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TV Review : CONDOR

Condor-Cast

I’m not a big fan of military or spy thrillers. I like some OK, especially if they incorporate comedy or psychological aspects into them, but in general, they’re not really my cup of tea. So when I saw just a bit about CONDOR, a new drama on the Audience Network for AT&T and DirecTV subscribers, I can’t say I was all that enticed by it

As I sat down to watch the show, it started out as a series that backed up my negative impression. There’s a murder in the desert, followed by the introduction of a strong, somewhat silent, lonely, muscular leading man. It begins to look like a bunch of other shows that did fine during their runs, but weren’t all that gripping, in my opinion.

But as the first hour unfolded, slowly CONDOR began to get under my skin. Joe Turner (Max Irons, The White Queen), despite looking like a boring leading man and being frustratingly unforthcoming with a girl he’s interested in, has layers. He struggles with morality and the part he plays in a deadly program based on predictive models, not evidence. He’s at odds with the CIA, who use his work. While parts of him are very formulaic, there’s also a charisma about him that is compelling.

Then the supporting cast took shape. Kristoffer Polaha (Life Unexpected) as Joe’s friend Sam Barber? Yes, please! Kristen Hager (Being Human) as Sam’s feisty wife, Mae? Even better. Brendan Fraser (The Mummy), who hasn’t been seen in a long time, as a bad guy? All right, I’m on board. Bob Balaban (Capote, The Monuments Men) and William Hurt (Humans, Avengers: Infinity War)? Now we’ve got some gravitas going on.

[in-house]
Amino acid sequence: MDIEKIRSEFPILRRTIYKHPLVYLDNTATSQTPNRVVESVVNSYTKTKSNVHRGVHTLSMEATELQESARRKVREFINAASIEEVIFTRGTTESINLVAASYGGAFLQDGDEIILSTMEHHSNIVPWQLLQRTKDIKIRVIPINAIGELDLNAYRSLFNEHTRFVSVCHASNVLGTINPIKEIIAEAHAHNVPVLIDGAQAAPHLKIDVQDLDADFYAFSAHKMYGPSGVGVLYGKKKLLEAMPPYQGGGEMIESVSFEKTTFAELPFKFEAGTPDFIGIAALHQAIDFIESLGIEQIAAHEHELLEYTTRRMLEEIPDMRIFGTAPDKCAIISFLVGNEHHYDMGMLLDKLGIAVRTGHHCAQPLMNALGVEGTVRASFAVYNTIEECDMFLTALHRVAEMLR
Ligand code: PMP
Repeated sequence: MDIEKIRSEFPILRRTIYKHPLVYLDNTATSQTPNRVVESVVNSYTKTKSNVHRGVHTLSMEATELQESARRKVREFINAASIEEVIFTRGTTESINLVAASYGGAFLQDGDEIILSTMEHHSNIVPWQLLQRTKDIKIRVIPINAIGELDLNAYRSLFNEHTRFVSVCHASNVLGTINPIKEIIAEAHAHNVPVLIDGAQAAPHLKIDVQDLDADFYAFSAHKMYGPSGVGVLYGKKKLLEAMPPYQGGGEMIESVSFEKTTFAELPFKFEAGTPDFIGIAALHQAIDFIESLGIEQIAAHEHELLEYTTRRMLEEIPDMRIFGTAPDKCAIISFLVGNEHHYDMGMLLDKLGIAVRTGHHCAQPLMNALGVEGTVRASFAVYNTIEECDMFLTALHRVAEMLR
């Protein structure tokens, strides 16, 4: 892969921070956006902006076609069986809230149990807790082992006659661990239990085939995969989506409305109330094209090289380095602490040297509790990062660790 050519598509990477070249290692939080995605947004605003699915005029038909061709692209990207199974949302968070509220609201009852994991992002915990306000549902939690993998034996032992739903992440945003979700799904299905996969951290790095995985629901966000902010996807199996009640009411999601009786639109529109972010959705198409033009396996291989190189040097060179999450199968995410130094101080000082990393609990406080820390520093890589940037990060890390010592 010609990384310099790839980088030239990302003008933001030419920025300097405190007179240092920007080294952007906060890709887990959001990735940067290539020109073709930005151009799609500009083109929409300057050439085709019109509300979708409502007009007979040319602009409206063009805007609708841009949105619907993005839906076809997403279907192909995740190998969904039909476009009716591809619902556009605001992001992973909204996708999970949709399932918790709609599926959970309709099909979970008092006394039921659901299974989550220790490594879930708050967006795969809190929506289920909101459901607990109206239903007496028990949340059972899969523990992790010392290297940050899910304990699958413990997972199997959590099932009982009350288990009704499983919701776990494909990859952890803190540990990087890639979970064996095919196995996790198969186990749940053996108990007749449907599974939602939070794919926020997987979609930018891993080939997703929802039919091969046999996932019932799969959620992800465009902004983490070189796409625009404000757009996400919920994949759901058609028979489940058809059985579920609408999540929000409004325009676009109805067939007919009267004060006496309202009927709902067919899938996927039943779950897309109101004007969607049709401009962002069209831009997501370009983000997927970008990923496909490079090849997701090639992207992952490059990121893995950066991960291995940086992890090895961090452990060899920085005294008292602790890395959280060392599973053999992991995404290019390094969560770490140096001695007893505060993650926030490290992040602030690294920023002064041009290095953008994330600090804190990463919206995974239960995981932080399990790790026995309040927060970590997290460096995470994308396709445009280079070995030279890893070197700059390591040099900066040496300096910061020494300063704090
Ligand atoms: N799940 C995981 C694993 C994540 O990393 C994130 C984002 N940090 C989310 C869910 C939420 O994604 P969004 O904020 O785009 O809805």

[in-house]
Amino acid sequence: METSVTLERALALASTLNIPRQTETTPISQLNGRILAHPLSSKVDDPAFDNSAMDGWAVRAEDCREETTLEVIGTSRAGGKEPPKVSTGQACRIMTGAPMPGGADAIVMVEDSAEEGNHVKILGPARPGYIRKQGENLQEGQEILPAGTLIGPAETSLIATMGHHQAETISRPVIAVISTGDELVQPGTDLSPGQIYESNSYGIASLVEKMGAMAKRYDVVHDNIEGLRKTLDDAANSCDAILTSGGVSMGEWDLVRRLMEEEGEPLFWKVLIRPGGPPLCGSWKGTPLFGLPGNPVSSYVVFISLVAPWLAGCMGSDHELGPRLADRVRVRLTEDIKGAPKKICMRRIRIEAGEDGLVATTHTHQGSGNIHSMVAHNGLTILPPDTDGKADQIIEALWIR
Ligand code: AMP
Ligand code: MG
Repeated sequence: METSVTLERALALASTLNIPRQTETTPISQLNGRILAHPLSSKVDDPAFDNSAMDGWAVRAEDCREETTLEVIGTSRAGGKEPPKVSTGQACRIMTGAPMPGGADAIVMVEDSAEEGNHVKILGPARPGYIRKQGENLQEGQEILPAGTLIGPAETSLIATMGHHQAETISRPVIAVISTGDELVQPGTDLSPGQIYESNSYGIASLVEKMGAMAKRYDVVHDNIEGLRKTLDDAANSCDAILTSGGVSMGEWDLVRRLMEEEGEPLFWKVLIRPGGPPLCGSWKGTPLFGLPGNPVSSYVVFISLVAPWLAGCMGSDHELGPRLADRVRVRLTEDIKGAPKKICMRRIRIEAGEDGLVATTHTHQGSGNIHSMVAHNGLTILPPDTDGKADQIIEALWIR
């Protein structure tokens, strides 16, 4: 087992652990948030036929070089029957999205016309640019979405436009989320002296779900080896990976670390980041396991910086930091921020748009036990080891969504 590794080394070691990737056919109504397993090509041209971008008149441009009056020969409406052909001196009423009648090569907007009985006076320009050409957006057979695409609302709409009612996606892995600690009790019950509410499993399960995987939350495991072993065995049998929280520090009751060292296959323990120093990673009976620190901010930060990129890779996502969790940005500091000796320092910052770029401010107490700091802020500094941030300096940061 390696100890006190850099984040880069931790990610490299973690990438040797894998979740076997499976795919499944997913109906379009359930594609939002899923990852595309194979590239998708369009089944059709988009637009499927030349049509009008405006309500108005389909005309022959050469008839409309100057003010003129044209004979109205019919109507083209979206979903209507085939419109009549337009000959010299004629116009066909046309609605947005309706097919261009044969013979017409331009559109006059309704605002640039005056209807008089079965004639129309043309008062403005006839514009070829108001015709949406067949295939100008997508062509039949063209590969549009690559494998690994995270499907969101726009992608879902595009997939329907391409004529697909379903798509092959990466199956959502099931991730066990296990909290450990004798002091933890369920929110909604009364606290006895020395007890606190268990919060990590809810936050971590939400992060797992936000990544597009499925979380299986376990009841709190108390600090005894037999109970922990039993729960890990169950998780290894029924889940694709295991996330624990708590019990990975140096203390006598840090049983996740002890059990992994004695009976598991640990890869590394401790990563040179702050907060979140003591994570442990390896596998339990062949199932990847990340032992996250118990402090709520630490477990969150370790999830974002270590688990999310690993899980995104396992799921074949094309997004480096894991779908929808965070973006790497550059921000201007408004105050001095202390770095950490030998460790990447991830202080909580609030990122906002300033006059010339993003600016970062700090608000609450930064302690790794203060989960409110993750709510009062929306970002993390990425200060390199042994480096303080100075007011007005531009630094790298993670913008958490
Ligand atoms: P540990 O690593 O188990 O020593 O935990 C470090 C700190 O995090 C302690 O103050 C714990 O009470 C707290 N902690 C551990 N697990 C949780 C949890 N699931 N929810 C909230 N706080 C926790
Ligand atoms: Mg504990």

At last, the story begins picking up. I’m not saying it should have jumped into the action sooner; no, CONDOR does a terrific job of slowly unspooling things you need to know before it gets intense. Early parts of the episode are interesting, but much more so as the later scenes unfold. By the time we reach the climax of the pilot, I’m already very into it, and as the closing credits roll, I’m disappointed to find I don’t have a second episode.

What is it about CONDOR that makes it worth watching? Well, it certainly poses some big questions that are worth asking and evade easy answers. If you suspected, without a shred of proof, that someone would hurt lots of people, should you take them out? Are a few mistakes of this nature worth it when balanced against the tens of thousands or more you might save when you get the right person? This is definitely relevant today, as it has been throughout human history, and will be for the foreseeable future. Only now, we actually have to look at such a question in more than a hypothetical manner.

It also just feels authentic. From the beautiful DC setting, to the dynamics of the characters, to the subtlety present in almost every scene, there’s a real, fully-formed element to the production. It’s well acted, well written, and the pacing is perfect. I really didn’t find much to nitpick, other than where it falls into stereotypes, which thankfully it doesn’t do too often.

I don’t want to gush too much. It hasn’t cracked my Top 10 list of must-see shows, and it’s hard to imagine how CONDOR could sustain and repeat the shock value of its pilot. But there are some very strong pieces making up the whole, and it’s an excellent first episode, so I would recommend watching it.

CONDOR airs Wednesday evenings on Audience Network, and the pilot can currently be viewed for free on the network’s website.

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